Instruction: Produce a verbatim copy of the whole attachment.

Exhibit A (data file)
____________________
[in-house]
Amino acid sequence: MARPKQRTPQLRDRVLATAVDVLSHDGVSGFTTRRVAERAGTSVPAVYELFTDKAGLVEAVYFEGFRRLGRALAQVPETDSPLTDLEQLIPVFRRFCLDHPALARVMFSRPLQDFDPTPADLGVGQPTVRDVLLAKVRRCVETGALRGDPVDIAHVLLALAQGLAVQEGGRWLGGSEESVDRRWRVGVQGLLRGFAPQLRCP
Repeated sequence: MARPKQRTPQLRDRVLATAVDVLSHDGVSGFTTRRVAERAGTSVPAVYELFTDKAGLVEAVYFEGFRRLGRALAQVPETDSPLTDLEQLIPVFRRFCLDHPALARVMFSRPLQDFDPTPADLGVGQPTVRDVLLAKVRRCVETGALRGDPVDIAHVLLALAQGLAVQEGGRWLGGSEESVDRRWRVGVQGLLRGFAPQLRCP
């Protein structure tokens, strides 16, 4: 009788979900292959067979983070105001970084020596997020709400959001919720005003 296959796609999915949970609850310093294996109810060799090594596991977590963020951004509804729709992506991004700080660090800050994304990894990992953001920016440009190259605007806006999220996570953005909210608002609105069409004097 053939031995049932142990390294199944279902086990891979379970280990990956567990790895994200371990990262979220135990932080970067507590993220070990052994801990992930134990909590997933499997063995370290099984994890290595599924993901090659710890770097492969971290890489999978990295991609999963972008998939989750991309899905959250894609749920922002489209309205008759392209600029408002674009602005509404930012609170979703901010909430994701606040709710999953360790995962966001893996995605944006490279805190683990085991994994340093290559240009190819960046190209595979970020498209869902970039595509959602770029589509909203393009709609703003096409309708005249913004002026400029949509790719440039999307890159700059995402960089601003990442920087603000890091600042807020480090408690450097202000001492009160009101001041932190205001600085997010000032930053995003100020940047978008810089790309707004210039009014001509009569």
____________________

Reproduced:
[in-house]
Amino acid sequence: MARPKQRTPQLRDRVLATAVDVLSHDGVSGFTTRRVAERAGTSVPAVYELFTDKAGLVEAVYFEGFRRLGRALAQVPETDSPLTDLEQLIPVFRRFCLDHPALARVMFSRPLQDFDPTPADLGVGQPTVRDVLLAKVRRCVETGALRGDPVDIAHVLLALAQGLAVQEGGRWLGGSEESVDRRWRVGVQGLLRGFAPQLRCP
Repeated sequence: MARPKQRTPQLRDRVLATAVDVLSHDGVSGFTTRRVAERAGTSVPAVYELFTDKAGLVEAVYFEGFRRLGRALAQVPETDSPLTDLEQLIPVFRRFCLDHPALARVMFSRPLQDFDPTPADLGVGQPTVRDVLLAKVRRCVETGALRGDPVDIAHVLLALAQGLAVQEGGRWLGGSEESVDRRWRVGVQGLLRGFAPQLRCP
């Protein structure tokens, strides 16, 4: 009788979900292959067979983070105001970084020596997020709400959001919720005003 296959796609999915949970609850310093294996109810060799090594596991977590963020951004509804729709992506991004700080660090800050994304990894990992953001920016440009190259605007806006999220996570953005909210608002609105069409004097 053939031995049932142990390294199944279902086990891979379970280990990956567990790895994200371990990262979220135990932080970067507590993220070990052994801990992930134990909590997933499997063995370290099984994890290595599924993901090659710890770097492969971290890489999978990295991609999963972008998939989750991309899905959250894609749920922002489209309205008759392209600029408002674009602005509404930012609170979703901010909430994701606040709710999953360790995962966001893996995605944006490279805190683990085991994994340093290559240009190819960046190209595979970020498209869902970039595509959602770029589509909203393009709609703003096409309708005249913004002026400029949509790719440039999307890159700059995402960089601003990442920087603000890091600042807020480090408690450097202000001492009160009101001041932190205001600085997010000032930053995003100020940047978008810089790309707004210039009014001509009569």